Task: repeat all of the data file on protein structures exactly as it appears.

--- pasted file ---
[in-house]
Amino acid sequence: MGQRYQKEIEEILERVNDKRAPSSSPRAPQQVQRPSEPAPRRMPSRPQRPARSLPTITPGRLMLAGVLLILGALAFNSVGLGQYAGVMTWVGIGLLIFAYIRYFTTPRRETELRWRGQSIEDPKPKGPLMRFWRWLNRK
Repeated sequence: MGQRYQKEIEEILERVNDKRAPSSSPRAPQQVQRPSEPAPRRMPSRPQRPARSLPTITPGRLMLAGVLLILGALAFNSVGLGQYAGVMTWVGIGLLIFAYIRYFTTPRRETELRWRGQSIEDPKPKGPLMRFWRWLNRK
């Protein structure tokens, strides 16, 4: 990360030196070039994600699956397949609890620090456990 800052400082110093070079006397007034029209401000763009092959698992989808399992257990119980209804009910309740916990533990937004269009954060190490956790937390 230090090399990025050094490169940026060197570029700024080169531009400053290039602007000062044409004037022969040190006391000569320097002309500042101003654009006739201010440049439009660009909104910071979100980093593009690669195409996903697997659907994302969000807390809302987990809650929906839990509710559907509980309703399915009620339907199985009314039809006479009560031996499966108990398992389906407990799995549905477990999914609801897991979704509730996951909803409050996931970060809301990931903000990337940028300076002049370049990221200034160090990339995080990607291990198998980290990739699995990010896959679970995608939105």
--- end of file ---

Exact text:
[in-house]
Amino acid sequence: MGQRYQKEIEEILERVNDKRAPSSSPRAPQQVQRPSEPAPRRMPSRPQRPARSLPTITPGRLMLAGVLLILGALAFNSVGLGQYAGVMTWVGIGLLIFAYIRYFTTPRRETELRWRGQSIEDPKPKGPLMRFWRWLNRK
Repeated sequence: MGQRYQKEIEEILERVNDKRAPSSSPRAPQQVQRPSEPAPRRMPSRPQRPARSLPTITPGRLMLAGVLLILGALAFNSVGLGQYAGVMTWVGIGLLIFAYIRYFTTPRRETELRWRGQSIEDPKPKGPLMRFWRWLNRK
């Protein structure tokens, strides 16, 4: 990360030196070039994600699956397949609890620090456990 800052400082110093070079006397007034029209401000763009092959698992989808399992257990119980209804009910309740916990533990937004269009954060190490956790937390 230090090399990025050094490169940026060197570029700024080169531009400053290039602007000062044409004037022969040190006391000569320097002309500042101003654009006739201010440049439009660009909104910071979100980093593009690669195409996903697997659907994302969000807390809302987990809650929906839990509710559907509980309703399915009620339907199985009314039809006479009560031996499966108990398992389906407990799995549905477990999914609801897991979704509730996951909803409050996931970060809301990931903000990337940028300076002049370049990221200034160090990339995080990607291990198998980290990739699995990010896959679970995608939105």